Interview business leaders and have them describe the current and desired future state of the business, lay out the goals and capabilities required to support and enable those business aspirations, and specify suitable metrics to gauge progress against those goals. “We could not have created [a relevant strategic plan] in isolation,” says the head of internal audit at one multinational company. It’s also important to identify what to stop doing.
Step 3: Assess capabilities
Evaluate the maturity and importance of key functional capabilities required to support the overall business goals. There shouldn’t be a big difference between the function’s self-assessment and business partners’ perceptions of its strengths and weaknesses. “We want to be able to consistently point to our impact on business performance, and to do that, we have to be aware of our own strengths and development opportunities,” says one functional leader.
Step 4: Set objectives
Develop a prioritized list of objectives with discrete and measurable steps that describe how a specific goal will be accomplished. Each strategic business goal can be supported by four to five objectives with a time horizon of one to two years. Objectives should be specific, measurable, actionable, results-oriented and tied to a near-term deadline to ensure timely completion. “Having alignment on paper is meaningless unless you’ve defined your objectives in a specific, measurable and actionable way," says one CFO. Also outline to the finance organization what resources will be required. Ask managers and staff members to identify opportunities to eliminate or modify activities to free up resources for new priorities.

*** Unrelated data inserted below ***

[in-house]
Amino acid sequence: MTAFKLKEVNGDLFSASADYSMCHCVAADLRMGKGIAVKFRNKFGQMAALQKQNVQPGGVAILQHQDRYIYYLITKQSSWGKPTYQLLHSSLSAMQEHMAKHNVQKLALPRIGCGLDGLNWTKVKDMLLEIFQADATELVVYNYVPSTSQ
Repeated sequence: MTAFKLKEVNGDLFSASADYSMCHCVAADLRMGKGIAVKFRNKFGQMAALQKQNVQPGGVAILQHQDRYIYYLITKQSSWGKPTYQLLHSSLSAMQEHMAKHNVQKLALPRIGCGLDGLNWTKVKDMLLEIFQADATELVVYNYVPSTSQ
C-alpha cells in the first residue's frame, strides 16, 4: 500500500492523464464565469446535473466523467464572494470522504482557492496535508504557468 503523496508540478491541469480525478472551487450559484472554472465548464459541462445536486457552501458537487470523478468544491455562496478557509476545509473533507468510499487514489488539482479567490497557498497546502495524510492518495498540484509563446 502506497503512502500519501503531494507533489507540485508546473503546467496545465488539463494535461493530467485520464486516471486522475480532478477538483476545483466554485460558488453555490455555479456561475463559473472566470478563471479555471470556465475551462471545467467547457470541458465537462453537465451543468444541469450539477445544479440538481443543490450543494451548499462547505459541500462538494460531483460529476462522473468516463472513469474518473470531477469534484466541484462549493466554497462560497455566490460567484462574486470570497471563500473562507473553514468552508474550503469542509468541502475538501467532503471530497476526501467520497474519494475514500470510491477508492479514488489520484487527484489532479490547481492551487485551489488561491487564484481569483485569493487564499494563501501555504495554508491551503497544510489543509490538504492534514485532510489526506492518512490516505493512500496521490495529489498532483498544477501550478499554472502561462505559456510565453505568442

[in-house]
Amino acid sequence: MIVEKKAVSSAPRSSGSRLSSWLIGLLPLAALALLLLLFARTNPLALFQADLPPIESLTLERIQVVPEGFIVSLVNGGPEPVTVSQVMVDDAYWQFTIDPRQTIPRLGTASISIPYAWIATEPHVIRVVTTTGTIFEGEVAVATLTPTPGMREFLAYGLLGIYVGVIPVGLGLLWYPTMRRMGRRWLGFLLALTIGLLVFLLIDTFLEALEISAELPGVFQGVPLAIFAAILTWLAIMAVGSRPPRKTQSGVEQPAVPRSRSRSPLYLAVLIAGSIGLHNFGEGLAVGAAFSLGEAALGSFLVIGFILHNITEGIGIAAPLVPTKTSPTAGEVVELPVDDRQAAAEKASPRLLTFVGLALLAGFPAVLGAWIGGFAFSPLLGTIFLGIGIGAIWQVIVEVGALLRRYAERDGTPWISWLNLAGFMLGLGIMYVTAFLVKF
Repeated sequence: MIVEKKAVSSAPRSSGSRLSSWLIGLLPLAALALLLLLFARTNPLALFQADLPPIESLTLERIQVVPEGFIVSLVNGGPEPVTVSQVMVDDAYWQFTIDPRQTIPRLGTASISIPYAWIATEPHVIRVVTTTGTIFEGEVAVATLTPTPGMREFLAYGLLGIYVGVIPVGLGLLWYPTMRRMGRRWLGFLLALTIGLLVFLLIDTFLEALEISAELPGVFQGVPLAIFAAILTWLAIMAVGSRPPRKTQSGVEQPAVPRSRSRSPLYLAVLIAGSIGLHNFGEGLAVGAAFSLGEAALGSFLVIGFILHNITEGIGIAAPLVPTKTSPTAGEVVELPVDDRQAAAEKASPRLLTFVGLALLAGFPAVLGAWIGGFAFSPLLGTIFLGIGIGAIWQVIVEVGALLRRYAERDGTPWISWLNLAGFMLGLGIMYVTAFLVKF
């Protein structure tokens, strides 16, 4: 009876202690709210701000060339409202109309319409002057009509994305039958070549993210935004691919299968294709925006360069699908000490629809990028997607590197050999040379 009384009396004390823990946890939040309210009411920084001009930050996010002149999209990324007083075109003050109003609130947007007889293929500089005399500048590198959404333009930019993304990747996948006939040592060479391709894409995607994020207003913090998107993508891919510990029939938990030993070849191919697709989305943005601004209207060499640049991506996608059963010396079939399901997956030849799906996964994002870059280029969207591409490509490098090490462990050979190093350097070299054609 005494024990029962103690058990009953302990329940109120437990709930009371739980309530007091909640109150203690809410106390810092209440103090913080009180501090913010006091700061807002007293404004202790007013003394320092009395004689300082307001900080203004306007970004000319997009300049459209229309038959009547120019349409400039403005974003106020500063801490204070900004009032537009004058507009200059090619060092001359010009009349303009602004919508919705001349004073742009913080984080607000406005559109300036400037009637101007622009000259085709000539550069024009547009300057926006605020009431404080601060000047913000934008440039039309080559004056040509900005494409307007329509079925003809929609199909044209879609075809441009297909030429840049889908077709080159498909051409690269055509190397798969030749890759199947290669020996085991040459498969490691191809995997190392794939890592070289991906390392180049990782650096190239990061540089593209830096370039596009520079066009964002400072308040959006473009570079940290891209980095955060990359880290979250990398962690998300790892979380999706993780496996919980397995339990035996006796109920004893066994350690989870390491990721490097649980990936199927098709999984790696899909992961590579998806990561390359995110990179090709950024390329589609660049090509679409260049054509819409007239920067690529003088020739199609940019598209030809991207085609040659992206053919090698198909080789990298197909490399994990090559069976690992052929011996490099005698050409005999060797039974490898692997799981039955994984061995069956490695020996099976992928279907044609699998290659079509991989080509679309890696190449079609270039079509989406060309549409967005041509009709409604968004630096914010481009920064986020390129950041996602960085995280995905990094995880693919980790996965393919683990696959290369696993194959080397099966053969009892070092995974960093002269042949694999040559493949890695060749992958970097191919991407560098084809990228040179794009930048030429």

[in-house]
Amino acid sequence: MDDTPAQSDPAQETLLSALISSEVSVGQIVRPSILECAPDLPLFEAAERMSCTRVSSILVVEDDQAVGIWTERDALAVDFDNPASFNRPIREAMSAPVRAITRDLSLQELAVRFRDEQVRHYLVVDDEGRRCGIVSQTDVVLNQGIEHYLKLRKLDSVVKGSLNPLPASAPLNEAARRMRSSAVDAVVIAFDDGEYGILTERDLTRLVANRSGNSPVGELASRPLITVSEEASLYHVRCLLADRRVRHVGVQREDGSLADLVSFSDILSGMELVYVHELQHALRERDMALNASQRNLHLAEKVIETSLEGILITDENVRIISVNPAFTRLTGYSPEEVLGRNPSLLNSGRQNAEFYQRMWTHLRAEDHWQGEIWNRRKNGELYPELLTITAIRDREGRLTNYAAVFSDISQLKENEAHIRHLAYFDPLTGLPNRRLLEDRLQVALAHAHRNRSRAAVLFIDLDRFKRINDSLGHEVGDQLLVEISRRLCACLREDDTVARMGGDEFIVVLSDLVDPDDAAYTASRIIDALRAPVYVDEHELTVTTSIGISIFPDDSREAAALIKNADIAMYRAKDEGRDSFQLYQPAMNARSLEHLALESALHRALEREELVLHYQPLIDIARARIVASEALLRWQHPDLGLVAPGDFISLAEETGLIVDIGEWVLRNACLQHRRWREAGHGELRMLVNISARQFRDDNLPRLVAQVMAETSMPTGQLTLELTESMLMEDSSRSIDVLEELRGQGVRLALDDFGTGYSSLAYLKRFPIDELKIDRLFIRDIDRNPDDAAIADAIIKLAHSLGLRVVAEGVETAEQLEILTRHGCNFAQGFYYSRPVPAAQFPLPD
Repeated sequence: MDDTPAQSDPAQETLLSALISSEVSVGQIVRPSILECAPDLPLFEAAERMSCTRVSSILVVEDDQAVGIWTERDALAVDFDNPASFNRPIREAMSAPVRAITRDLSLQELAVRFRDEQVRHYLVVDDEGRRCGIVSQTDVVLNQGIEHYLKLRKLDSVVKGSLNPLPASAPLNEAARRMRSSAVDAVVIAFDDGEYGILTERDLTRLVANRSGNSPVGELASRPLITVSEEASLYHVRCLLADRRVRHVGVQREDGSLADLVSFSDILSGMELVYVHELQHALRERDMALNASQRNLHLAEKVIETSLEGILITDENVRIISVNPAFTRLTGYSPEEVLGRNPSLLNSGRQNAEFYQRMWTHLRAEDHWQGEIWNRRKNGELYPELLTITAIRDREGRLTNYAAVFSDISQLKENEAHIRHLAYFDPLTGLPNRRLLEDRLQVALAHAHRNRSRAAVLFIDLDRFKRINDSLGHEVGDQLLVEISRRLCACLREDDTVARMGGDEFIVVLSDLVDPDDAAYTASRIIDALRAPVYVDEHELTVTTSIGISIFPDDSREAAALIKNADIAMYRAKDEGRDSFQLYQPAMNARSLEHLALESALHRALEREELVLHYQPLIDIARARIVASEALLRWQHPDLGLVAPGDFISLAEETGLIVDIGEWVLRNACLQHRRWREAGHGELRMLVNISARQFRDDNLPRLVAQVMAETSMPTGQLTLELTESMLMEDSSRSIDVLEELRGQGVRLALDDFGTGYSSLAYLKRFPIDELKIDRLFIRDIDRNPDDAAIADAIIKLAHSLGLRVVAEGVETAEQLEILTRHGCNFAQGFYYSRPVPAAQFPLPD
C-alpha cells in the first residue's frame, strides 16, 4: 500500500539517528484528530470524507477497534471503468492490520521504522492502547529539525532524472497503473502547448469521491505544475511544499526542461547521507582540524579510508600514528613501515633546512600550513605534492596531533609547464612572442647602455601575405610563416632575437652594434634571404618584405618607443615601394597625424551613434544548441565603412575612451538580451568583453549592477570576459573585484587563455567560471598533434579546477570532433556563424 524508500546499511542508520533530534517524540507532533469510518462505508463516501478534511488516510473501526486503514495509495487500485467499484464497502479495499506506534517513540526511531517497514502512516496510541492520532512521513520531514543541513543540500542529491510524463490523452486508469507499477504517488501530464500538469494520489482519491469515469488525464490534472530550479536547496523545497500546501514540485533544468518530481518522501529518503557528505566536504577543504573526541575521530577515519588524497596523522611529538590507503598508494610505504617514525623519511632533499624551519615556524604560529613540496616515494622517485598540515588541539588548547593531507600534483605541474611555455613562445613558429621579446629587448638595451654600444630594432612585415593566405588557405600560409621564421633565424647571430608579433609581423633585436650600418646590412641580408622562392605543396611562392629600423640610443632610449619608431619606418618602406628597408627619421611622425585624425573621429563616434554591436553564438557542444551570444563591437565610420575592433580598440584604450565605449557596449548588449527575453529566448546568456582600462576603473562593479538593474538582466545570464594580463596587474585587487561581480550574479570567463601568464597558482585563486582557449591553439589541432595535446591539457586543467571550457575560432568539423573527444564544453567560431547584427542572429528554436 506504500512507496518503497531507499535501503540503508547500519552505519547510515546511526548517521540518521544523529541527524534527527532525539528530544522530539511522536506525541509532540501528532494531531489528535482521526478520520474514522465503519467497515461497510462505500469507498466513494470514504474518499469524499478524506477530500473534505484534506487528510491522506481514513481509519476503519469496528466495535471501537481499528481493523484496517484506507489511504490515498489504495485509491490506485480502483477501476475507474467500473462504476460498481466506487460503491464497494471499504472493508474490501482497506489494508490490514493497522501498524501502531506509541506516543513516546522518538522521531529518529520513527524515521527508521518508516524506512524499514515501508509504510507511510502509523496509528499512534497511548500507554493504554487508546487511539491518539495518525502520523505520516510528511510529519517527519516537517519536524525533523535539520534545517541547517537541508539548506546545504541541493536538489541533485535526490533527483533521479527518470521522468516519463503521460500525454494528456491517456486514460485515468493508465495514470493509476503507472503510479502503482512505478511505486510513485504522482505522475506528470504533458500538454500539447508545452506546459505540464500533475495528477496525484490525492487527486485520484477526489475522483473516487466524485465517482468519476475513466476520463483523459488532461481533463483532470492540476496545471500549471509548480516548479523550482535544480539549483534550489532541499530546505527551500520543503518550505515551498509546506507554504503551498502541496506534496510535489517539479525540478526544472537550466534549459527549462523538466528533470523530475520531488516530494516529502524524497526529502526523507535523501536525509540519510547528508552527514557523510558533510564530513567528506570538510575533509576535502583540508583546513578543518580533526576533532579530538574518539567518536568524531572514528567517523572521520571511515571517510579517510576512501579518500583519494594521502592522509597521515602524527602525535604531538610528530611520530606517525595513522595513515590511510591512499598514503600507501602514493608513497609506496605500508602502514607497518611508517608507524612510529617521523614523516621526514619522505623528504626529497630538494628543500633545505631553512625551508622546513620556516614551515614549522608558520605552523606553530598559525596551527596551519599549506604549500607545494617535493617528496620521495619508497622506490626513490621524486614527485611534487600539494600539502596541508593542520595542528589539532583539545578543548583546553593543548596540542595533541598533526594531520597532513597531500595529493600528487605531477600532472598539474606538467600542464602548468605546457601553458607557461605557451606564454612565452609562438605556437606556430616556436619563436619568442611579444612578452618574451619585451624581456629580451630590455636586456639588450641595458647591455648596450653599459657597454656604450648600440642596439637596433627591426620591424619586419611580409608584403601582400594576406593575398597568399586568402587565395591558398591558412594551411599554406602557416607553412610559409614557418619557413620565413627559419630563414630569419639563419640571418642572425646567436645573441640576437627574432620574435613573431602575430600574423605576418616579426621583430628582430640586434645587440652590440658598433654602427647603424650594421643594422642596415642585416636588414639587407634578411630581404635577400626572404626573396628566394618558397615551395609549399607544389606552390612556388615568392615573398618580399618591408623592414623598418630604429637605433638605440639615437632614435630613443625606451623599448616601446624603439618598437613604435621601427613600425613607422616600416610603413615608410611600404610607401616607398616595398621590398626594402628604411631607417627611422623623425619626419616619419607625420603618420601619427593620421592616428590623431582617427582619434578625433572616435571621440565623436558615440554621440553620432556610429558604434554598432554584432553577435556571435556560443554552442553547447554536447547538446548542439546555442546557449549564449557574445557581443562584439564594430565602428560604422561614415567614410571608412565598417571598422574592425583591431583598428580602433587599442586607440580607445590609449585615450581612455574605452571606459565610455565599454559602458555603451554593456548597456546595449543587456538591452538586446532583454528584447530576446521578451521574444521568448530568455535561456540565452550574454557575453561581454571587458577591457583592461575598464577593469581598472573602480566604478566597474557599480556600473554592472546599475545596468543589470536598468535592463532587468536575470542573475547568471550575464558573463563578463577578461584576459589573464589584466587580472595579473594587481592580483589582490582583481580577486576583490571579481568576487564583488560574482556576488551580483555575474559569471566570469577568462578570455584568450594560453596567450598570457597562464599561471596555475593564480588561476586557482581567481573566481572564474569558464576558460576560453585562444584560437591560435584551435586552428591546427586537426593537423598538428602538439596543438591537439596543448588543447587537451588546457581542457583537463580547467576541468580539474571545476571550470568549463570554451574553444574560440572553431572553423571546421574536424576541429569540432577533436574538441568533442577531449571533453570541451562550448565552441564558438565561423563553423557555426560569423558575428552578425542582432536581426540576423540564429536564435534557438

Step 5: Establish an action plan with measures and metrics
Formalize a document that outlines the sequence of action steps or initiatives required to attain an objective. It is the primary source of information for how the function’s objectives will be executed, monitored, controlled and closed. It provides specifics, including responsibilities, resources, risks and mitigation plans. Select a handful of strategic, financial and outcome-oriented measures to track progress toward a strategy. Select well-defined and verifiable metrics to determine progress. "We frequently screen all the metrics on our performance dashboard for relevance,” says one functional executive.